Deadline nears for certain seniors to withdraw from IRAs
Pittsburgh — For senior citizens age 70 1/2 or older who have not yet taken the annual required minimum distribution from their IRAs, time is running out.
If seniors unknowingly miss the Dec. 31 deadline, it ends up costing them dearly in the form of a tax penalty that amounts to 50 percent of what they should have withdrawn.
One of the largest financial services firms in the world, Fidelity Investments, based in Boston, reported that as of Nov. 27, the majority — nearly 60 percent — of the company's more than 800,000 IRA customers who are supposed to take required minimum distributions for the tax year 2014 had yet to take the full amount from their Fidelity IRAs.
"We watch the number weekly throughout the year, and we see it decline as it gets closer to the end of December, but we have concerns when we see a large number of customers who have taken nothing or have not finished taking their required distributions," said Maura Cassidy, director of retirement products at Fidelity.
That may not be a complete picture, of course. Some customers may be taking their required minimum distributions from other IRAs they own. "They may be satisfying their requirements at their other IRA provider and we would have no way of tracking that," Cassidy said.
The required minimum distribution rule was put in place to make sure IRA and 401(k) account owners pay their fair share of taxes on retirement savings during their lifetime, rather than hoarding the money, delaying taxation indefinitely and leaving it to heirs.
Owners of Roth IRAs do not have to make required withdrawals. They also owe no taxes on their withdrawals because all contributions to the account have already been taxed and the interest is allowed to grow tax-free.
The Internal Revenue Service has established a uniform lifetime table to determine what percentage of the account must be withdrawn at different ages. For instance, if the IRA account balance is $100,000 and the account owner is 70 with a birthday before June 30, that person would need to withdraw at least $3,649.64.
The IRS has another distribution table for beneficiaries of retirement funds and account owners who have much younger spouses.
Alex Kindler, a partner at the Pittsburgh accounting firm Horovitz Rudoy & Roteman, said although in past years, the firm has seen several clients who forgot to take their required minimum distribution, it is becoming less common.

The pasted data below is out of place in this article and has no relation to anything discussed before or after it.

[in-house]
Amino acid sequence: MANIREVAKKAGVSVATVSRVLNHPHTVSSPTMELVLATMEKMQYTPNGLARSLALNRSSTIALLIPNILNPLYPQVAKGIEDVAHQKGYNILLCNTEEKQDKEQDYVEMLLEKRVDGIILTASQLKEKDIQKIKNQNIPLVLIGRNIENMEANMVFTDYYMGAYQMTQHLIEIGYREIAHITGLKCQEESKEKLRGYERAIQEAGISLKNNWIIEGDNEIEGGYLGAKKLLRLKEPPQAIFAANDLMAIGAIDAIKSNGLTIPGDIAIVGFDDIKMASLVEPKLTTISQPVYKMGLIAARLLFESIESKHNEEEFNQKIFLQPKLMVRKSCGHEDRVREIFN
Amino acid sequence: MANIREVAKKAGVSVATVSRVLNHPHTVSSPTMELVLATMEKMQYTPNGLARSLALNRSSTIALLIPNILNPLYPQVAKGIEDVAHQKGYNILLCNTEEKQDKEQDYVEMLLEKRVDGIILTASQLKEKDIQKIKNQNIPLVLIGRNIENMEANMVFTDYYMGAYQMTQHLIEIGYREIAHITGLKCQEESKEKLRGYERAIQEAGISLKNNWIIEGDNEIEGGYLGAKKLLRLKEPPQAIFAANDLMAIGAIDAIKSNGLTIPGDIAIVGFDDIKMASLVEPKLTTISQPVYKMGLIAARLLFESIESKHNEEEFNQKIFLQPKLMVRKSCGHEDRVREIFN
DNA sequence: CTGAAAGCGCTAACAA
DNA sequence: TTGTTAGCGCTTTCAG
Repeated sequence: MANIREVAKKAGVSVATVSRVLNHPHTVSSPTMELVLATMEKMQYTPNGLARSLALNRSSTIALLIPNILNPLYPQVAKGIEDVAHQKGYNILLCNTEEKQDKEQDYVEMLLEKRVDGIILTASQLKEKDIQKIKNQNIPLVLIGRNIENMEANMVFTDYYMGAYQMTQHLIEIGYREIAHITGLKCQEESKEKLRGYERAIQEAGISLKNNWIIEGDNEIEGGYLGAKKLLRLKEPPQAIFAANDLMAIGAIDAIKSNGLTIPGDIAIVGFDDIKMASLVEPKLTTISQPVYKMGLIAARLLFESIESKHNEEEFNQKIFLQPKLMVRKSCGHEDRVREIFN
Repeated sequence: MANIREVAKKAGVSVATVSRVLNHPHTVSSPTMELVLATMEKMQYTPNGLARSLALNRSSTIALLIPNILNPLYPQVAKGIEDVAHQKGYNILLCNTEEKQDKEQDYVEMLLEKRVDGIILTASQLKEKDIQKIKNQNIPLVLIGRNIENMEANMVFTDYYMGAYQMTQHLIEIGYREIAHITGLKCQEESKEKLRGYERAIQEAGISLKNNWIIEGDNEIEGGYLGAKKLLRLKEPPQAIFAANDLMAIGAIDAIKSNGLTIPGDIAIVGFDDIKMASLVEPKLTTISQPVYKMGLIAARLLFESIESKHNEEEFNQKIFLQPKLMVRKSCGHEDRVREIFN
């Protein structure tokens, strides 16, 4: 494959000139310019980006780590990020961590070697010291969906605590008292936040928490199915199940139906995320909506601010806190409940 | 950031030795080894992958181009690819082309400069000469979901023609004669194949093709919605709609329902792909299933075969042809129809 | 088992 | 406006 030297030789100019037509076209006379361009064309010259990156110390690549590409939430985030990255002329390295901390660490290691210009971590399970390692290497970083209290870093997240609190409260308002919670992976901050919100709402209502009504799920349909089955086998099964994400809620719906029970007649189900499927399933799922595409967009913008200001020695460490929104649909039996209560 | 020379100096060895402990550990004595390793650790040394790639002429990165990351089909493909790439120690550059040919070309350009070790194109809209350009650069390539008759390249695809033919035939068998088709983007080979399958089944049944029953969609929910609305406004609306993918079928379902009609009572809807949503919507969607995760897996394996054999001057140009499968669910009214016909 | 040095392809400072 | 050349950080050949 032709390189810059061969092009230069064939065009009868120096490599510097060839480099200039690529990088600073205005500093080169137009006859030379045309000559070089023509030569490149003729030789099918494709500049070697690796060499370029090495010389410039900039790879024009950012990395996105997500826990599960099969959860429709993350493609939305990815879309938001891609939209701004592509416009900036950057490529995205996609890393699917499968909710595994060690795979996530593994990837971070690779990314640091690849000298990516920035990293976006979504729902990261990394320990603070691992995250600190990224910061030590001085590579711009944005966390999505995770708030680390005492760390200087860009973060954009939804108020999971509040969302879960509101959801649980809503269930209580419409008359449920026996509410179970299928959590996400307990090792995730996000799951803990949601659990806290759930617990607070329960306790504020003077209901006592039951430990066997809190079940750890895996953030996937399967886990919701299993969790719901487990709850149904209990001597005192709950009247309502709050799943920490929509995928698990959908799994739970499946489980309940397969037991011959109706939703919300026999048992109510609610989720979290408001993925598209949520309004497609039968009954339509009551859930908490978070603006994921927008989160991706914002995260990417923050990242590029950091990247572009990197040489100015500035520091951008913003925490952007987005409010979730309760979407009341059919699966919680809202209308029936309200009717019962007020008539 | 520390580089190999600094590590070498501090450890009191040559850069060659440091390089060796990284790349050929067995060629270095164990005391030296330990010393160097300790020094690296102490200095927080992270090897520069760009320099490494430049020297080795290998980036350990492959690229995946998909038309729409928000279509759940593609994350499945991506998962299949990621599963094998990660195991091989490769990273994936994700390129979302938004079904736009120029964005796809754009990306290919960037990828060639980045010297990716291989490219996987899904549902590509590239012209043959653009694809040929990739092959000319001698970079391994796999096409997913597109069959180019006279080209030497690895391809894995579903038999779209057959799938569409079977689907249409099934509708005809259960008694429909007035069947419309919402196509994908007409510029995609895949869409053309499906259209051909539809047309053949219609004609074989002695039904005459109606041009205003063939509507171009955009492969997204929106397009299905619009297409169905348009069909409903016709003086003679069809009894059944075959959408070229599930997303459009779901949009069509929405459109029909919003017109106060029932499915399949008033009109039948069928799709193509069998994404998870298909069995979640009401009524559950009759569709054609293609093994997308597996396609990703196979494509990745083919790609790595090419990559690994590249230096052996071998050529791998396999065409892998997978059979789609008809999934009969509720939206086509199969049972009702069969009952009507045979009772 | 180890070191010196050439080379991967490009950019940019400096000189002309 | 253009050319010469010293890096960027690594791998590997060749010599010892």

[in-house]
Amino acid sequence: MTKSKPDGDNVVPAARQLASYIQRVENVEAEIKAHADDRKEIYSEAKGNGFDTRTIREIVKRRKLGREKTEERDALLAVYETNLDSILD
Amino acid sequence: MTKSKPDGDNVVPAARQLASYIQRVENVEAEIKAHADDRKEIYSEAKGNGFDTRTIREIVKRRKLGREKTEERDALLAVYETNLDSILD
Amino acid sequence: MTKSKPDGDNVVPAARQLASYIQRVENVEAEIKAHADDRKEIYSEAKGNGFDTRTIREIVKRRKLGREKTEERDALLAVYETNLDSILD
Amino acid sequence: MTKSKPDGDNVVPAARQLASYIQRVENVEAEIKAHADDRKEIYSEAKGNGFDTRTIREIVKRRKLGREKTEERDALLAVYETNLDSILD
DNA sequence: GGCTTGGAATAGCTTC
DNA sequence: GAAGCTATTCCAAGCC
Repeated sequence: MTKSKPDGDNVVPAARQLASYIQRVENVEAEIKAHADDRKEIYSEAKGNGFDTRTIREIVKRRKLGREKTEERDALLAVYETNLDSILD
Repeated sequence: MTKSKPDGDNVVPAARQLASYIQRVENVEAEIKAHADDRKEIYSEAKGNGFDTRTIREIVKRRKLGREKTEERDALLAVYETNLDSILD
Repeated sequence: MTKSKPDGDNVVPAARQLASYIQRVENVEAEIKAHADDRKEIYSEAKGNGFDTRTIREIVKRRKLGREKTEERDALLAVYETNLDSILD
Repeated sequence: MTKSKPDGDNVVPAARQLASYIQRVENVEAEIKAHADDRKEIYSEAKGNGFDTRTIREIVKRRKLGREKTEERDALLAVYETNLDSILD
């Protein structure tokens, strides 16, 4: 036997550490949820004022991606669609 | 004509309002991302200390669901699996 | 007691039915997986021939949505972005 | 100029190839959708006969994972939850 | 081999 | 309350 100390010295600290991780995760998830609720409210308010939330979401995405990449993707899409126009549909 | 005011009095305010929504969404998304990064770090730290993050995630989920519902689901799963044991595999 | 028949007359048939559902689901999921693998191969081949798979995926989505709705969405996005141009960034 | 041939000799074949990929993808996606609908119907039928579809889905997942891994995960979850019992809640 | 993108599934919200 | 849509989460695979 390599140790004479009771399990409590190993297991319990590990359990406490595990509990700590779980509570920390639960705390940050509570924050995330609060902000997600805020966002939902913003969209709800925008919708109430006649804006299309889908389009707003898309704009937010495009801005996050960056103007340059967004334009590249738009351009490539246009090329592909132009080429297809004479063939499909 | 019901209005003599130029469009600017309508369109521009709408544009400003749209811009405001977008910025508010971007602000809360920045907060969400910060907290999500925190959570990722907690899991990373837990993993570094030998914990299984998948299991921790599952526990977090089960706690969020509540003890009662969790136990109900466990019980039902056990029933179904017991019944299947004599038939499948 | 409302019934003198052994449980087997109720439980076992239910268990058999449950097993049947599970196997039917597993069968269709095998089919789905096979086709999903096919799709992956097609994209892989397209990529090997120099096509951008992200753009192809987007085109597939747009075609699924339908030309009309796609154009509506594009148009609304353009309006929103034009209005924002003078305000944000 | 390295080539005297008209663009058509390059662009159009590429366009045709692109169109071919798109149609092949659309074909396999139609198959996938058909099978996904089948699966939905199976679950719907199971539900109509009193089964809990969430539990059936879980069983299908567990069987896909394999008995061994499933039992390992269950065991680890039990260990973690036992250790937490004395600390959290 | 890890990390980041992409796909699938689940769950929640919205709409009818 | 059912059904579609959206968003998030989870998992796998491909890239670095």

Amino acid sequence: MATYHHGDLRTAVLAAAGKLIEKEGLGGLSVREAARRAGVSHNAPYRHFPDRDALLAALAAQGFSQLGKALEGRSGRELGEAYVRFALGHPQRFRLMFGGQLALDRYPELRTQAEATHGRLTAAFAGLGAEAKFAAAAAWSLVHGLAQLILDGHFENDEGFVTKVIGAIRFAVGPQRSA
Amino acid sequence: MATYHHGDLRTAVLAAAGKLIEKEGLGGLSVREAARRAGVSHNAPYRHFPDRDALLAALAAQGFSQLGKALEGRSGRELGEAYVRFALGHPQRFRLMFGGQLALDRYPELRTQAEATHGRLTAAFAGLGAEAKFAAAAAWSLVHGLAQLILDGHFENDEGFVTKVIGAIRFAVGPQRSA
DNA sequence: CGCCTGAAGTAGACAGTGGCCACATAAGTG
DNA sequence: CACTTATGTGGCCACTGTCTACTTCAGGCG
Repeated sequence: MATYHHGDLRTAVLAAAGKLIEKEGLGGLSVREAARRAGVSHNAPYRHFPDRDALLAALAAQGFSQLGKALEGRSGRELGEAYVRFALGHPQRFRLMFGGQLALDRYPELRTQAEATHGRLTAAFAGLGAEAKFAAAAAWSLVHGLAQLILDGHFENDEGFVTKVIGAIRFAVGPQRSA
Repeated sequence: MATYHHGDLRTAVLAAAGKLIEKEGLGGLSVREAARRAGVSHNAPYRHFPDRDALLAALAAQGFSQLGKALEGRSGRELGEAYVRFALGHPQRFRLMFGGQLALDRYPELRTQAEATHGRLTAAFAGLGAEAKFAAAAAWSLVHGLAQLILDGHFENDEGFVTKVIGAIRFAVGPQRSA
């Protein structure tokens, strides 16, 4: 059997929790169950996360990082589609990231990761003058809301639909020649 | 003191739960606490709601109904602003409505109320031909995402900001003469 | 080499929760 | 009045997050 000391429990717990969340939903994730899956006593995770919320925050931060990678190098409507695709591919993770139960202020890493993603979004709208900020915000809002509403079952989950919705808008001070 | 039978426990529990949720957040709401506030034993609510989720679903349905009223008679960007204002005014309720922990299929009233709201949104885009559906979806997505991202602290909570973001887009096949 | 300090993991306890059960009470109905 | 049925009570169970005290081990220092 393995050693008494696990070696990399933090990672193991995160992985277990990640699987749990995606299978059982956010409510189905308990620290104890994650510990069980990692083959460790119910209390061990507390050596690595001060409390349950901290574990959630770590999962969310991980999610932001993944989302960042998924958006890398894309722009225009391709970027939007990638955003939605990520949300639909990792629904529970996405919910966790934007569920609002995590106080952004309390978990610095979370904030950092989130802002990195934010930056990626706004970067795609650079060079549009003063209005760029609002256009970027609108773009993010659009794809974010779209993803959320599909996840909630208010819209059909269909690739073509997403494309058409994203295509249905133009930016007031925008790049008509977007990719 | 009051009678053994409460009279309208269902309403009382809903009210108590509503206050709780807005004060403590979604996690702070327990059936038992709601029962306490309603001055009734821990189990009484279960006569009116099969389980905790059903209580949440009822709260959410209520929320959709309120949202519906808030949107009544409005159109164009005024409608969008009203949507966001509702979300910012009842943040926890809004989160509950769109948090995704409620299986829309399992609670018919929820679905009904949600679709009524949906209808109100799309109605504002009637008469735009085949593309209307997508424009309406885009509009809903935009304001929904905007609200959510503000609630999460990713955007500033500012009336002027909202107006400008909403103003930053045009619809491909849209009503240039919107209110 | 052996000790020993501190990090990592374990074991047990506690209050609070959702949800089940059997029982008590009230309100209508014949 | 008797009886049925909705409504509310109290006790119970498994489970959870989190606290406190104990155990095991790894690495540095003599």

"The plan administrators, particularly from the larger brokerage houses, tend to be more proactive in reminding their customers," Kindler said. "One recommendation we typically make to clients is that they sign up for automatic withdrawal of the required minimum distribution from specific accounts."
Still, there are a couple of other mistakes that people can make, he said.
The rules are slightly different for traditional IRAs versus 401(k)s. For 401(k)s, investors must calculate the required minimum distribution for each account and make separate withdrawals from each. But investors can total all IRA account balances and take the required minimum distribution from one account.
"People get the rules confused," Kindler said. "They think they can make one withdrawal from a 401(k) to satisfy the requirement, but end up falling short of the rules, making them subject to a very onerous 50 percent penalty," he said.
If an investor failed to make a required $5,000 minimum withdrawal, the IRS would levy a penalty of 50 percent or $2,500. After deducting another $750 for taxes at a 15 percent tax rate, the investor who should have withdrawn $5,000 would be left with only $1,750 after sending a check for $3,250 to the federal government.
The IRS often does allow some forgiveness, according to Cassidy.
"We find with most customers, if they take out the amount they missed as soon as possible and apply to the IRS for an exception to the penalty, the IRS often waives the penalty," she said.